In trading on Tuesday -- the day after the release of its fiscal fourth-quarter 2020 earnings report -- United Natural Foods (UNFI 0.80%) stock lost more than 14% of its value.
Traders could be forgiven for taking some money off the table, as the company's shares had more than doubled year to date, and even after Tuesday's plunge, the stock is still up by 88% on the year. Profit-taking was catalyzed by the announcement that CEO Steve Spinner will retire on July 31, 2021 -- or perhaps sooner, depending on when his successor is named -- but he plans to continue on at UNFI in the role of executive chairman. Slightly light revenue and earnings guidance for 2021 also contributed to the stock's slump.
That we're discussing guidance on anticipated earnings at all reveals that UNFI has made significant progress on fixing the problems associated with its $3 billion acquisition of wholesale and retail grocer SUPERVALU in October 2018. That transaction, which added billions to UNFI's top line, also derailed it from years of steady profits.
First, the acquisition saddled UNFI with a high debt load, which strained both reported net income and cash flow. UNFI also struggled to integrate the two businesses, and encountered distribution problems in SUPERVALU's system. As a result, management had to revise its long-term estimates of SUPERVALU's contribution to the company's overall EBITDA (earnings before interest, taxes, depreciation, and amortization). Massive losses followed in 2019 as UNFI wrote down the value of the acquisition.
Fast-forward to today: Most of the integration and distribution hurdles have been cleared. Management has used excess free cash flow to reduce the company's long-term debt. Then the U.S. was hit by the COVID-19 pandemic early in 2020, which provided an unforeseen opportunity for UNFI to lean into its wholesale supply business as demand for eat-at-home (i.e., grocery channel) products soared.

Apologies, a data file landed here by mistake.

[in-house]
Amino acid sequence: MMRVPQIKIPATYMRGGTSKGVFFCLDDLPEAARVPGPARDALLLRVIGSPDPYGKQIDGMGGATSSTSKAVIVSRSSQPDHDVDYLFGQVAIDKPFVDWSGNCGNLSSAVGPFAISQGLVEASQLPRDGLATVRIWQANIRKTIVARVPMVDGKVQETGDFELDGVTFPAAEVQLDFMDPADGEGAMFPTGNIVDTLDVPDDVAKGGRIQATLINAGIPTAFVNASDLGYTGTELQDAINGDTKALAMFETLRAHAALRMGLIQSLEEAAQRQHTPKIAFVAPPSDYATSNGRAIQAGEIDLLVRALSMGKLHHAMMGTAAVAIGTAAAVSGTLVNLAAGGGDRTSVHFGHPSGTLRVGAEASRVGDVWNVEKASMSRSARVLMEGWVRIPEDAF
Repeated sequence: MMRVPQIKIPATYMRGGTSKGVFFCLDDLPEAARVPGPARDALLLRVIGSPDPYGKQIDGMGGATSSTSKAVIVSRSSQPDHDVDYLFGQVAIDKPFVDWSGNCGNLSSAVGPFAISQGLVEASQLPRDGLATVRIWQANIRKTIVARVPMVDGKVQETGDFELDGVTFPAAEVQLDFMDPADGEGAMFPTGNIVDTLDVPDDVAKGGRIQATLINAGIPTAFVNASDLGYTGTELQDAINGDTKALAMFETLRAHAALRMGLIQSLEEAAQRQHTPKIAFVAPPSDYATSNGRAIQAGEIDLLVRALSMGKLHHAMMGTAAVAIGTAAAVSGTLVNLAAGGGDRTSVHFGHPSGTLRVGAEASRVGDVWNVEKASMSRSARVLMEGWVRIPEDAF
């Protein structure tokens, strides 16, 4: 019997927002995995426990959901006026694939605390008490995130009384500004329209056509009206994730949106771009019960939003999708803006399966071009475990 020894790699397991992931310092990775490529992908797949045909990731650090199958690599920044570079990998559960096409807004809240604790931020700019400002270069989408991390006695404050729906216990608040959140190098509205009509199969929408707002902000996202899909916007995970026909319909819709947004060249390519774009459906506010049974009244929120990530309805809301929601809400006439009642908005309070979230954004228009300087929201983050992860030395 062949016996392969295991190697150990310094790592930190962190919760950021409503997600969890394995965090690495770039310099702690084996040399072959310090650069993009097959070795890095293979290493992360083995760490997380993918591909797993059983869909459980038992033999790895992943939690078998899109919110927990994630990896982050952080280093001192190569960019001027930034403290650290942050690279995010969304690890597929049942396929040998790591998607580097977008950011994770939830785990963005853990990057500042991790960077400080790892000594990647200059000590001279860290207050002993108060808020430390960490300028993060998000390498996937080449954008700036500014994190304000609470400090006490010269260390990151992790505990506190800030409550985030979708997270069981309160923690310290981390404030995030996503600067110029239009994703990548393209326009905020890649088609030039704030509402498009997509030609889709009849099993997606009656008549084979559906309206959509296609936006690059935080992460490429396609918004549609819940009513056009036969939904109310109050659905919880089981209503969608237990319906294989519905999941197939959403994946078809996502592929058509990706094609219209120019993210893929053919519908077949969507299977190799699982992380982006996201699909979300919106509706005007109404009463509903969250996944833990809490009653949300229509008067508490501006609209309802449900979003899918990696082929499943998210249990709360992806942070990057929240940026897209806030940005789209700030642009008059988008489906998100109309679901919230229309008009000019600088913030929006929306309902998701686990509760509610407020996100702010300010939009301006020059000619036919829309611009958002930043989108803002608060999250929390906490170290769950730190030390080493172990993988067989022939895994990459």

As a result, the company is enjoying new momentum: In the last quarter, UNFI's revenue jumped by 8% to $6.75 billion, after adjusting for an extra week in the final quarter of fiscal 2019. Same-store sales leaped 21% year over year during the quarter. Gross margin edged up 41 basis points thanks to a higher percentage of sales flowing through UNFI's retail channel. Best of all, the company posted a second consecutive quarter of positive net income. At $52.3 million, net earnings more than doubled the prior-year quarter's bottom line of $19.2 billion.
Supply improvement and cross-selling
Sometimes, sudden stress on a supply chain can result in longer-term optimization. While the pandemic put added pressure on UNFI's supply structure, the organization has been able to meet demand while simultaneously reducing complexity and fragmentation in its operations. It recently completed the integration of five separate distribution centers (DCs) in the Pacific Northwest into two facilities, and it's currently implementing automation in two DCs, which will help it sort inventory with greater speed and accuracy.
The pandemic has also boosted cross-selling opportunities for UNFI as its grocery chain clientele seek to expand their offerings for shoppers. In the earnings conference call, Spinner said that the company reached $250 million in cross-selling revenue with its largest 100 customers this year. As one example, he noted: "Earlier this year, we added top 1,500 to 3,500 top-selling natural and organic SKUs into our conventional distribution centers to help customers expand their offerings with on-trend products."
What this quarter says about UNFI's future
As a key supplier to major grocery chains, UNFI has endured a trial by fire this year -- but that did have the beneficial effect of accelerating its efforts to streamline operations and reach profitability. The consumer staples stalwart is now operating at a positive net margin; the fourth-quarter earnings release advised investors to expect between $154 million and $183 million in net income in fiscal 2021. The company expects to generate this bottom line via revenue of $27 billion to $27.8 billion, which would equate to growth of 3.3% at the midpoint.
The positive earnings this quarter, combined with solid projections for the next 12 months and its lighter debt load, indicate that the company has fully emerged from the precarious condition in which it began 2020. Thus, shareholders can expect that the extreme volatility which has characterized UNFI stock over the last eight quarters will begin to subside -- its appreciation since March provides a firm bit of evidence in this regard.